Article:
Not accounting for these differences make that DALYs underweight health losses in poor countries. First, for the same health intervention, people in poorer countries have more potential to benefit from the indirect effects. This is because “they are typically most handicapped by ill health and [they are the ones] who stand to gain the most from the development of underutilized natural resources” (World Bank, 1993). Second, if the intervention is not implemented, they are also the ones that have more to lose, as their income is mostly dependent on physical labour rather than cognitive abilities, and often they do not have a savings safety net to fall back on. And third, indirect health negative consequences are larger for them too: “when a family’s breadwinner becomes ill, other members of the household may at first cope by working harder themselves and by reducing consumption, perhaps even of food. Both adjustments can harm the health of the whole family”.
The reason why DALYs are estimated by surveying members of the general population is that they are intended to reflect their preferences. However, DALYs have been criticised because they capture the benefit of health interventions but disregard how they are distributed across the affected population, which is something most people care about. Focusing on maximizing health in the aggregate but disregarding equity concerns can lead to distributions that look unacceptable to most people. An example of this is the Oregon case (Brock & Wikler, 2003), where treating a very prevalent but low impact condition (performing 150 teeth capping) was seen as more valuable than giving an appendectomy, which is a life-saving intervention with a great impact to the person who receives it.
QALYs and DALYs are slightly different in this. QALYs do not give preferential treatment to anyone depending on the severity of their illness or personal characteristics (such as age, sex, level of deprivation, or their role in society, and others). This, known as QALY egalitarianism, is considered to be fair because everyone gets the same opportunities. Distributing QALYs according to this principle can lead to QALY losses for some, but as long as they are compensated by QALY gains for others, there will be a net efficiency gain and society as a whole will be better off (Whitehead & Ali, 2010). DALYs, on the other side, do favour people in some age groups by applying age discounting.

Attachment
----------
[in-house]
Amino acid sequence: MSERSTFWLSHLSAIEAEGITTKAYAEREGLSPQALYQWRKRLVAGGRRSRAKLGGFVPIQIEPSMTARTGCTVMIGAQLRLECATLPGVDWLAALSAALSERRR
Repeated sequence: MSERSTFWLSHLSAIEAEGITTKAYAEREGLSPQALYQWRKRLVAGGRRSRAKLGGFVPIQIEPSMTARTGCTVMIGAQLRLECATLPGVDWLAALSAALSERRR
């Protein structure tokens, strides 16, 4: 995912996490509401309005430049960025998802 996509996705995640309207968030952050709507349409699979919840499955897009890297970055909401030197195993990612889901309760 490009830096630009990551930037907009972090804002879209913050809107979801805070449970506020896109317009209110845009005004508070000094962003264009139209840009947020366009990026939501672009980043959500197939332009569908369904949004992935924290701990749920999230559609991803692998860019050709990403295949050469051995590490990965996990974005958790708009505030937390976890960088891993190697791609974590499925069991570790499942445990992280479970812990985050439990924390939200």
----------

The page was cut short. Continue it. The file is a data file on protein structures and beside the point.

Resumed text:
In the 2006 edition of the Disease Control Priorities (DCP) report (Jamison et al., 2006), the age weights were “zero at birth, ignoring health losses from still birth prior to live birth; reach a maximum at age 25; and decline almost to zero at advanced age”. In the 2013 edition, which is the latest revision of DALYs, constant age weighting (treating all years alike) was used.
There is little evidence that one way of discounting is better than the other one, but some people argue in favour of having some kind of discounting for the following two reasons. First, to account for the fact that quality of life may depend on age. Second, to reflect the effect of health improvements on others. In particular, the fact that individuals in their productive years usually have young and/or elderly people that depend on them emotionally, physically, and financially. This argument has been criticised because it discriminates individuals depending in their social and economic value to others. This criterion is not linked to health, and also, it would justify outcomes that most people would consider unfair. For instance, it would justify that between a rich and a poor patient with the same medical needs, treating the rich was prioritized because they are more socially productive than the poor.